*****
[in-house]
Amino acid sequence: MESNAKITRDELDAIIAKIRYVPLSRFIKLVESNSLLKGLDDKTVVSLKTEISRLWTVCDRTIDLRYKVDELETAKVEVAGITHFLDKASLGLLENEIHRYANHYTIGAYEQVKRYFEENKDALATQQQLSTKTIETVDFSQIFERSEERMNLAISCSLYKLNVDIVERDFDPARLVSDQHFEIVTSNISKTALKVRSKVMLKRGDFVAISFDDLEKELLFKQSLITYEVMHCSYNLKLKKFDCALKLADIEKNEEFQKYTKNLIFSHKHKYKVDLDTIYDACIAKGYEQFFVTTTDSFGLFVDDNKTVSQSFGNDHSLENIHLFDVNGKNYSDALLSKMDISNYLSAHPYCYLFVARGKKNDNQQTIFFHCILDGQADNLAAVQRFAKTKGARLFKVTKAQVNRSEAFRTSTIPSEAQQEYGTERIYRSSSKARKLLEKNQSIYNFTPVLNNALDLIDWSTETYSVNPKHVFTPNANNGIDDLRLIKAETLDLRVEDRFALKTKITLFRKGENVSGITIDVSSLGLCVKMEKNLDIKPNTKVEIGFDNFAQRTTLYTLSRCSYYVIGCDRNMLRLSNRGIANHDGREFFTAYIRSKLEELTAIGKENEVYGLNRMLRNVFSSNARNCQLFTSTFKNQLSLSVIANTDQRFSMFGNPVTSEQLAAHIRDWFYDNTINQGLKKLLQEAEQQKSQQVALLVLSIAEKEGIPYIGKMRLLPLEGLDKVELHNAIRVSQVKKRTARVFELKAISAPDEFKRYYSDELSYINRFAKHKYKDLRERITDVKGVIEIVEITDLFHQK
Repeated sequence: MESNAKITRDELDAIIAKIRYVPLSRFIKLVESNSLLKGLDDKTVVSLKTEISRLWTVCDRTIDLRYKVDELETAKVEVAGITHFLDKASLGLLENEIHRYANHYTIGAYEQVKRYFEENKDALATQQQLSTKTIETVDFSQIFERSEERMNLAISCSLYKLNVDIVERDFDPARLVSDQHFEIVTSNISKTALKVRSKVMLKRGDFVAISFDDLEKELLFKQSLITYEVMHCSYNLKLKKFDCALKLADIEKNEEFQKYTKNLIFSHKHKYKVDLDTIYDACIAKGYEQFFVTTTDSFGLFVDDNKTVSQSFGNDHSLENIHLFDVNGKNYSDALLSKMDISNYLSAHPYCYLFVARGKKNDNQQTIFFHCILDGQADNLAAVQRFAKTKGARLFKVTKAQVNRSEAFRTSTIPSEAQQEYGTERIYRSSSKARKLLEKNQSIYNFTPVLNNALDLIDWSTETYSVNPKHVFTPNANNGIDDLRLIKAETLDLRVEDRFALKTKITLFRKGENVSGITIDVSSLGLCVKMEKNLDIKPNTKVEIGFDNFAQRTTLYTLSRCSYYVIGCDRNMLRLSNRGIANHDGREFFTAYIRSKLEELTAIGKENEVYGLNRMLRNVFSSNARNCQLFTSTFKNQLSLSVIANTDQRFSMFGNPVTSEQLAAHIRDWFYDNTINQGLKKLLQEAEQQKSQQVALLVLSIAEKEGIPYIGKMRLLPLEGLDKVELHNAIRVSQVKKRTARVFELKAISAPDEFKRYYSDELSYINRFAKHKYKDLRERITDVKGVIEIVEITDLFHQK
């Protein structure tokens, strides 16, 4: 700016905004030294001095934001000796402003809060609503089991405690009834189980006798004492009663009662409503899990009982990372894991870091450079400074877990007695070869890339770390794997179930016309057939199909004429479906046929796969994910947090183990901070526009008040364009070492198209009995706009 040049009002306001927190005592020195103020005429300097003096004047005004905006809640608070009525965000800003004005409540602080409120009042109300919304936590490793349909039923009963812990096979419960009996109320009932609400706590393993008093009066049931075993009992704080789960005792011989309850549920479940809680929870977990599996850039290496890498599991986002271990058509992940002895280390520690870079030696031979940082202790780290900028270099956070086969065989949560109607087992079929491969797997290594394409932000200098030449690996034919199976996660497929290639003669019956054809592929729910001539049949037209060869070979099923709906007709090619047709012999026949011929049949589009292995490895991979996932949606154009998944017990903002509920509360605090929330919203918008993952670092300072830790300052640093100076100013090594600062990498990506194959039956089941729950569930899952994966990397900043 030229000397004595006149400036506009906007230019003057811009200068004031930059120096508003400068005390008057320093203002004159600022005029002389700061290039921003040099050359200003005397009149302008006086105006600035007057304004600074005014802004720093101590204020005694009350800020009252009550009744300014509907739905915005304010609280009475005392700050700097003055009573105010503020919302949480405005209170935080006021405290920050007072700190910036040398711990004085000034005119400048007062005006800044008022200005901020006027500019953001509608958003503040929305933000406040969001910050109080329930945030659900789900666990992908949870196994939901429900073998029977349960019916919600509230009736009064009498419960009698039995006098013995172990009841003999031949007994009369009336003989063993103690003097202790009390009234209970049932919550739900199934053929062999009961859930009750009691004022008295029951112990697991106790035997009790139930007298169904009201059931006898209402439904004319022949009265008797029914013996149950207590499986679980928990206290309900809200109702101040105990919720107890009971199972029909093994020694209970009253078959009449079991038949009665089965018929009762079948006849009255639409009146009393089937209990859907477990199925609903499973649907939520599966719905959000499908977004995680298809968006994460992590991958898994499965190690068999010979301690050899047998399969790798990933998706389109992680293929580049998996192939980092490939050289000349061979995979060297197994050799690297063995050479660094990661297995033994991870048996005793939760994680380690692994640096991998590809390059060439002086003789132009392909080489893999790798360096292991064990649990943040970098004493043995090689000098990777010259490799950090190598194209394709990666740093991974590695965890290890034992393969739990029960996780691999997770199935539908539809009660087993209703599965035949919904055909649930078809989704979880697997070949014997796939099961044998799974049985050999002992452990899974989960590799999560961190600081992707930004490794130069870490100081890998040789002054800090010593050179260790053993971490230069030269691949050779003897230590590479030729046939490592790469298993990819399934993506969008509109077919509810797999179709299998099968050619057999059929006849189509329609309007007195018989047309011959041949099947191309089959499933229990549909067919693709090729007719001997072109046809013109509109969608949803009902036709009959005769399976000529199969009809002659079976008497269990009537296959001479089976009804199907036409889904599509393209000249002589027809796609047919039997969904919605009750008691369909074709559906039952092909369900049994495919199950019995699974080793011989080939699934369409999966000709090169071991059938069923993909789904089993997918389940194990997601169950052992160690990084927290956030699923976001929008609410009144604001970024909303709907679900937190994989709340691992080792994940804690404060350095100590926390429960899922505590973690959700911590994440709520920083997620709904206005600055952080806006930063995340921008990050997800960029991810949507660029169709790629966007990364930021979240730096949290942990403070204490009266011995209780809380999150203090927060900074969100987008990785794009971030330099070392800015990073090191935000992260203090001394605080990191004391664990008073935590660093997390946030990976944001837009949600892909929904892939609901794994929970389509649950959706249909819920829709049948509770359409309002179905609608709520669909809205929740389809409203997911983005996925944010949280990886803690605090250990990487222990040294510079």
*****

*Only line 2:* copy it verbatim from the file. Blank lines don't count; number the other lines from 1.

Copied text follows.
Amino acid sequence: MESNAKITRDELDAIIAKIRYVPLSRFIKLVESNSLLKGLDDKTVVSLKTEISRLWTVCDRTIDLRYKVDELETAKVEVAGITHFLDKASLGLLENEIHRYANHYTIGAYEQVKRYFEENKDALATQQQLSTKTIETVDFSQIFERSEERMNLAISCSLYKLNVDIVERDFDPARLVSDQHFEIVTSNISKTALKVRSKVMLKRGDFVAISFDDLEKELLFKQSLITYEVMHCSYNLKLKKFDCALKLADIEKNEEFQKYTKNLIFSHKHKYKVDLDTIYDACIAKGYEQFFVTTTDSFGLFVDDNKTVSQSFGNDHSLENIHLFDVNGKNYSDALLSKMDISNYLSAHPYCYLFVARGKKNDNQQTIFFHCILDGQADNLAAVQRFAKTKGARLFKVTKAQVNRSEAFRTSTIPSEAQQEYGTERIYRSSSKARKLLEKNQSIYNFTPVLNNALDLIDWSTETYSVNPKHVFTPNANNGIDDLRLIKAETLDLRVEDRFALKTKITLFRKGENVSGITIDVSSLGLCVKMEKNLDIKPNTKVEIGFDNFAQRTTLYTLSRCSYYVIGCDRNMLRLSNRGIANHDGREFFTAYIRSKLEELTAIGKENEVYGLNRMLRNVFSSNARNCQLFTSTFKNQLSLSVIANTDQRFSMFGNPVTSEQLAAHIRDWFYDNTINQGLKKLLQEAEQQKSQQVALLVLSIAEKEGIPYIGKMRLLPLEGLDKVELHNAIRVSQVKKRTARVFELKAISAPDEFKRYYSDELSYINRFAKHKYKDLRERITDVKGVIEIVEITDLFHQK